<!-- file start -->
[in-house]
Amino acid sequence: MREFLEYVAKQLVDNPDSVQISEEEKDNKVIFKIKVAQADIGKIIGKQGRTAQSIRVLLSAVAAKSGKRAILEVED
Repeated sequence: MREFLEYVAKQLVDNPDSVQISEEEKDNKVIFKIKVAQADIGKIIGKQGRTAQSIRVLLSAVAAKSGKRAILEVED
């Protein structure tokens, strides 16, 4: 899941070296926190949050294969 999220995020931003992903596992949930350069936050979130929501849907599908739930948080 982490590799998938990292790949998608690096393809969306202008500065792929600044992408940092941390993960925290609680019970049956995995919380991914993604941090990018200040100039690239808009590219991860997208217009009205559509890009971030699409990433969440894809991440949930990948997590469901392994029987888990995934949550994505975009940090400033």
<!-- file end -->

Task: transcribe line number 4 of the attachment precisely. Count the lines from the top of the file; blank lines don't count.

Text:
């Protein structure tokens, strides 16, 4: 899941070296926190949050294969 999220995020931003992903596992949930350069936050979130929501849907599908739930948080 982490590799998938990292790949998608690096393809969306202008500065792929600044992408940092941390993960925290609680019970049956995995919380991914993604941090990018200040100039690239808009590219991860997208217009009205559509890009971030699409990433969440894809991440949930990948997590469901392994029987888990995934949550994505975009940090400033």